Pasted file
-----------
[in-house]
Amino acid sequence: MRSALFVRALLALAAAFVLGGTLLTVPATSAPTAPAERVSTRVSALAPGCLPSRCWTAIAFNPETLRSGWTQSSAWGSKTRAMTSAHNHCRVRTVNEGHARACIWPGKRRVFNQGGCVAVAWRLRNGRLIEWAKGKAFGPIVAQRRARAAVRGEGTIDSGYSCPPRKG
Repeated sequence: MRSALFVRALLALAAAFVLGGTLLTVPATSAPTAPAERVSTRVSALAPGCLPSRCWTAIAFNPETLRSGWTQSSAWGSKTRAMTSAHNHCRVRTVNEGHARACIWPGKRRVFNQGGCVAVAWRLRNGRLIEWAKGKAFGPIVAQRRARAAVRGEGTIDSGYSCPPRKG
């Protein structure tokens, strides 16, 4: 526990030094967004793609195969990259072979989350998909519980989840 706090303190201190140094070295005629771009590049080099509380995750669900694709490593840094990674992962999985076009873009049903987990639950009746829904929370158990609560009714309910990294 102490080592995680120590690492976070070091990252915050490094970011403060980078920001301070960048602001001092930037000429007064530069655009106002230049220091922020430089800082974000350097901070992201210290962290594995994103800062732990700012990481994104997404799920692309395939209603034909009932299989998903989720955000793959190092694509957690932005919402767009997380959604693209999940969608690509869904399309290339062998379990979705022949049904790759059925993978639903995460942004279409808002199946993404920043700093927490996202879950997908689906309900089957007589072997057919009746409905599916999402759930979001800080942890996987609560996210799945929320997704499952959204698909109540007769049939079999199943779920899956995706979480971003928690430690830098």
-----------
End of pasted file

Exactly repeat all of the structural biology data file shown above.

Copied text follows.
[in-house]
Amino acid sequence: MRSALFVRALLALAAAFVLGGTLLTVPATSAPTAPAERVSTRVSALAPGCLPSRCWTAIAFNPETLRSGWTQSSAWGSKTRAMTSAHNHCRVRTVNEGHARACIWPGKRRVFNQGGCVAVAWRLRNGRLIEWAKGKAFGPIVAQRRARAAVRGEGTIDSGYSCPPRKG
Repeated sequence: MRSALFVRALLALAAAFVLGGTLLTVPATSAPTAPAERVSTRVSALAPGCLPSRCWTAIAFNPETLRSGWTQSSAWGSKTRAMTSAHNHCRVRTVNEGHARACIWPGKRRVFNQGGCVAVAWRLRNGRLIEWAKGKAFGPIVAQRRARAAVRGEGTIDSGYSCPPRKG
């Protein structure tokens, strides 16, 4: 526990030094967004793609195969990259072979989350998909519980989840 706090303190201190140094070295005629771009590049080099509380995750669900694709490593840094990674992962999985076009873009049903987990639950009746829904929370158990609560009714309910990294 102490080592995680120590690492976070070091990252915050490094970011403060980078920001301070960048602001001092930037000429007064530069655009106002230049220091922020430089800082974000350097901070992201210290962290594995994103800062732990700012990481994104997404799920692309395939209603034909009932299989998903989720955000793959190092694509957690932005919402767009997380959604693209999940969608690509869904399309290339062998379990979705022949049904790759059925993978639903995460942004279409808002199946993404920043700093927490996202879950997908689906309900089957007589072997057919009746409905599916999402759930979001800080942890996987609560996210799945929320997704499952959204698909109540007769049939079999199943779920899956995706979480971003928690430690830098």